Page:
Photo by Bruno Martins on Unsplash


Increase in global CO<sub>2</sub> emissions has slowed down

What quantities of greenhouse gases, above all carbon dioxide (CO2), are released into the atmosphere every year, and how much of this can the land and ocean absorb and thus remove from the atmosphere? The Global Carbon Project (GCP), a worldwide association of climate researchers, takes stock every year. The GCP's latest report shows that global carbon emissions will continue to rise in 2019, albeit at a slower rate than in previous years. more

Highly cited influential authors: 6 BGC scientists in citation ranking 2019

In 2019, for the first time, six scientists from our Max Planck Institute for Biogeochemistry (MPI-BGC) at various career levels are included in the Who's Who of highly-cited researchers worldwide. Thus, the MPI-BGC is once again among the top ten Max Planck Institutes with highly-cited researchers. more

Increasing CO<sub>2</sub> release in arctic regions

Permafrost, the carbon-rich permafrost soil that covers about a quarter of the land area of the Northern Hemisphere, currently stores about twice as much carbon as is contained in the global atmosphere. If this ground thaws due to increasing warming, part of this enormous carbon stock could be irrevocably released into the atmosphere, primarily in the form of the greenhouse gases carbon dioxide (CO2) and methane (CH4). more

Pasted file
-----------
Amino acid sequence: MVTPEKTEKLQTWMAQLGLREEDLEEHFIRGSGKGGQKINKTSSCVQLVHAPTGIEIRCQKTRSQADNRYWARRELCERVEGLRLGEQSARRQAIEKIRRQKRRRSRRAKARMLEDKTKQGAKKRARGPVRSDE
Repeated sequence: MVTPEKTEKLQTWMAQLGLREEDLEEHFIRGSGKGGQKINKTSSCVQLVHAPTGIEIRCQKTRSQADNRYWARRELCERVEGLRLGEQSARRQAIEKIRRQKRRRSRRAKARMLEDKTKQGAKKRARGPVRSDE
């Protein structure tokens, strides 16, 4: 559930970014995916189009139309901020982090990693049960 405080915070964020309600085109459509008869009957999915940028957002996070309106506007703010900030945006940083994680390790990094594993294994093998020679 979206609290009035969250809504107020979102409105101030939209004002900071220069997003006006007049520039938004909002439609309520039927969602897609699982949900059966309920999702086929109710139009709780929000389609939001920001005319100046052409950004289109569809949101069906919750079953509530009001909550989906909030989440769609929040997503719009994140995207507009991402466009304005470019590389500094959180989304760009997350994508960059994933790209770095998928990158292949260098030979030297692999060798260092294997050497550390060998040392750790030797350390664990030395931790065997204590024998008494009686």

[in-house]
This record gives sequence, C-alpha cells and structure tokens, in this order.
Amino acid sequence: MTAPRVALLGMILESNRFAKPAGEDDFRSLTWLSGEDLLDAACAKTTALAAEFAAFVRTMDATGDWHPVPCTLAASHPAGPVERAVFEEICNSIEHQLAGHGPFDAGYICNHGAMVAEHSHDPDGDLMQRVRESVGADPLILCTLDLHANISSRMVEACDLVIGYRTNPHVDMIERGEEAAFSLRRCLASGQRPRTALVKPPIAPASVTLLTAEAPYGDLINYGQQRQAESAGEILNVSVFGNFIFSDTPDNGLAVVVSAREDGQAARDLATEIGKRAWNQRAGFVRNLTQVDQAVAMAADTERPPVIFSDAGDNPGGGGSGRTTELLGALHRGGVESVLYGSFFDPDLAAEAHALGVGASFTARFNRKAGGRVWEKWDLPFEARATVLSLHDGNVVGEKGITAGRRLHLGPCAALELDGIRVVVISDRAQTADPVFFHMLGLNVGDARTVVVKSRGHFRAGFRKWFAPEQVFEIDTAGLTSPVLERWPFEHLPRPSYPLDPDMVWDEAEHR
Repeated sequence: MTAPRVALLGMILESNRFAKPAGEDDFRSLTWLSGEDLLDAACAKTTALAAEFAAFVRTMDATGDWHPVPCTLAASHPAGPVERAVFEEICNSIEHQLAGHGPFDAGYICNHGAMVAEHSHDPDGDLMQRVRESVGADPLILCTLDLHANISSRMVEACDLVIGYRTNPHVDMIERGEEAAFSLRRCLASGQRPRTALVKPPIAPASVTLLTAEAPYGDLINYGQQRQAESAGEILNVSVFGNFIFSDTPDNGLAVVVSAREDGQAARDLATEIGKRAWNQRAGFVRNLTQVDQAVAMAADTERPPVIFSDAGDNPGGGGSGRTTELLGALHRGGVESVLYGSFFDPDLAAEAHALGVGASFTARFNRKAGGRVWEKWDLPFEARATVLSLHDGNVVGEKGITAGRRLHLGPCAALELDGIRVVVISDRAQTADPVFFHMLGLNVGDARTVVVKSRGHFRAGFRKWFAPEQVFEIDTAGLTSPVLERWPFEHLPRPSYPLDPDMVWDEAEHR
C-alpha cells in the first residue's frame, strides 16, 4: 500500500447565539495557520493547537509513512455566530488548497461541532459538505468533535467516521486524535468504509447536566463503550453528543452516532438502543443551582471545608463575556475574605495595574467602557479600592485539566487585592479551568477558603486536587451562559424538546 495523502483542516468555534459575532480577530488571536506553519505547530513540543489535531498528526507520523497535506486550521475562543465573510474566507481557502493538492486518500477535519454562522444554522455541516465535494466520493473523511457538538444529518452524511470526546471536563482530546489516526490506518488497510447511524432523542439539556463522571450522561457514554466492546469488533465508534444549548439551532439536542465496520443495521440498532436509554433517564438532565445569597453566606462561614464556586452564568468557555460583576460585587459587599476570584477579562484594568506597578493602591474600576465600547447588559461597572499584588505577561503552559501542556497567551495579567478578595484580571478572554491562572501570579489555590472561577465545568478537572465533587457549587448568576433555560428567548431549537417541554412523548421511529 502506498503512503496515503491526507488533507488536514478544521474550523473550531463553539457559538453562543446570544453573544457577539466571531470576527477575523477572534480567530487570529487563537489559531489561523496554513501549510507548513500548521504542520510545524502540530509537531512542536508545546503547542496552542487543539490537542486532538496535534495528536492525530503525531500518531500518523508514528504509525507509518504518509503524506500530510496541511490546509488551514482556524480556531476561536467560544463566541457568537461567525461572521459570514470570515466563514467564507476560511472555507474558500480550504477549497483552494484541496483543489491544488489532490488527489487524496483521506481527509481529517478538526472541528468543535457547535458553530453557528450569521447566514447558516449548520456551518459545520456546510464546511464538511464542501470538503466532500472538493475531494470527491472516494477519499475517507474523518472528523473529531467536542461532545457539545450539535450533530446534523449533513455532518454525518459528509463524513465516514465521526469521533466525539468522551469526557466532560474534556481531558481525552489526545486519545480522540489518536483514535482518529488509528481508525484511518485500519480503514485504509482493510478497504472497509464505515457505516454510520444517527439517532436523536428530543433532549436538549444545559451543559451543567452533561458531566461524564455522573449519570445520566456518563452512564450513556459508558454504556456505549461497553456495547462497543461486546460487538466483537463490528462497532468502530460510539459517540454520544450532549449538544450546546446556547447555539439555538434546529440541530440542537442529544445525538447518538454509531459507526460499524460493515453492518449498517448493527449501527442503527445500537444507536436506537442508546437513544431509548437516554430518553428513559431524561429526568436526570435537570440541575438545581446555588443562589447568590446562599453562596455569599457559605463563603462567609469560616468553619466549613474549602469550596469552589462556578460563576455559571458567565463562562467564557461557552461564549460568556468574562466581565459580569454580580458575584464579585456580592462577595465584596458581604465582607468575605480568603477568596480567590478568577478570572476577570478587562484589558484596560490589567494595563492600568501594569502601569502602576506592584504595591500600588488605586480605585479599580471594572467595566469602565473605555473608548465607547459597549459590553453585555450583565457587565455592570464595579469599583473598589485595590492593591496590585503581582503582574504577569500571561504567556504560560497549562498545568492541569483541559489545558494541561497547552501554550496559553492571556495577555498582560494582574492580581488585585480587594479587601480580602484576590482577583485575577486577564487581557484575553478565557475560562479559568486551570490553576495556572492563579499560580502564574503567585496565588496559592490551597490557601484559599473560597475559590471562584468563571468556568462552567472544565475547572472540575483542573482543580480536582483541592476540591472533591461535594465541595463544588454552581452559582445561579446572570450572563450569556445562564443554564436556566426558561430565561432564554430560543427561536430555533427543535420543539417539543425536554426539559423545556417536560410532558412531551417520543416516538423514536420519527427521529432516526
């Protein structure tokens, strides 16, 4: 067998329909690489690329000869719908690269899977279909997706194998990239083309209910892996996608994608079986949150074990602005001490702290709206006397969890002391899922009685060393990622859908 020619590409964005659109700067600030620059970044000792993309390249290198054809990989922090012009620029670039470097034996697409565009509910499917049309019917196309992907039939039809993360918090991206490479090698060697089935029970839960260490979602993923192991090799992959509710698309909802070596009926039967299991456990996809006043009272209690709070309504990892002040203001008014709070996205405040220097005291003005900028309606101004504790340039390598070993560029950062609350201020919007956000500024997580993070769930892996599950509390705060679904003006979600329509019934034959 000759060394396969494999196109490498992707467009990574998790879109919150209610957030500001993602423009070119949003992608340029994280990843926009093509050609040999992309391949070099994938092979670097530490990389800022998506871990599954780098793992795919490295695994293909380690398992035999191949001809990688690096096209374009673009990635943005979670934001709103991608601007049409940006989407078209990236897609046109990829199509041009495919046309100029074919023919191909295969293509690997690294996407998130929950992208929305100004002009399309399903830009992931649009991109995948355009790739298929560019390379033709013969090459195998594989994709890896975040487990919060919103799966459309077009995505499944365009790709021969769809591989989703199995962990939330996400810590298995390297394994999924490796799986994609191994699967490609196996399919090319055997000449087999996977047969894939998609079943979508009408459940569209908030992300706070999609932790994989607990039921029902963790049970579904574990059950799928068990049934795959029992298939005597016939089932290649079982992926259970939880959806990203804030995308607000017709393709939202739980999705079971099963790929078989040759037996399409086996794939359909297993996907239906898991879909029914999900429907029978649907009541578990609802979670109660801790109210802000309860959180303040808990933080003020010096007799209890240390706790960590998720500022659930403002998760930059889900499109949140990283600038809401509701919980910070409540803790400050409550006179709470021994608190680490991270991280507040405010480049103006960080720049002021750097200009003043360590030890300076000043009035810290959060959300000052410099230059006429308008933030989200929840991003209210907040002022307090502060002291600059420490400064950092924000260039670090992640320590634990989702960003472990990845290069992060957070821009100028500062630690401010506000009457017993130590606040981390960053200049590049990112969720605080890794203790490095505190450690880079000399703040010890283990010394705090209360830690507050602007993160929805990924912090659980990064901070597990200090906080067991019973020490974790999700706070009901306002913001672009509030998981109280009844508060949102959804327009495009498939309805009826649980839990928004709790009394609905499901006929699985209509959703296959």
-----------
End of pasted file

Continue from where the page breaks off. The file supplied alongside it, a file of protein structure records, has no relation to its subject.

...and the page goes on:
Public Climate School

Public Climate School

November 18, 2019

As part of the "Public Climate School" week of action, events on the topic of "climate change" will be held at several locations in Jena from November 25-29. These are either open to the public or students can work on climate change topics outside of the regular curriculum. more

BMU funds Flora Incognita with 2,38 million euros

The app "Flora Incognita" is the first in Germany to use artificial intelligence on a broad scale for plant identification. The app makes plant knowledge available to people of all ages with and without prior botanical knowledge. The German Federal Ministry for the Environment is now funding the further development of "Flora Incognita" until 2024. more

ATTO workshop in Manaus sparked new research in the Amazon

In mid-September, scientists from the ATTO project met in Manaus, Brazil, including many researchers from the Max Planck Institute for Biogeochemistry. To our particular delight, representatives of the German Aerospace Center (DLR), our project sponsor on the German side, and the Brazilian Ministry of Science were also present. more

Flora Incognita honored with special prize at Thuringian Environmental Award

The Thuringian Environmental Award, offered by the Ministry for the Environment, Energy and Nature Conservation, honors commitment to an environment worth living in and a healthy natural environment. It honors outstanding achievements and commitment to environmental protection in Thuringia that contribute to ecological improvements in the context of sustainable development. more

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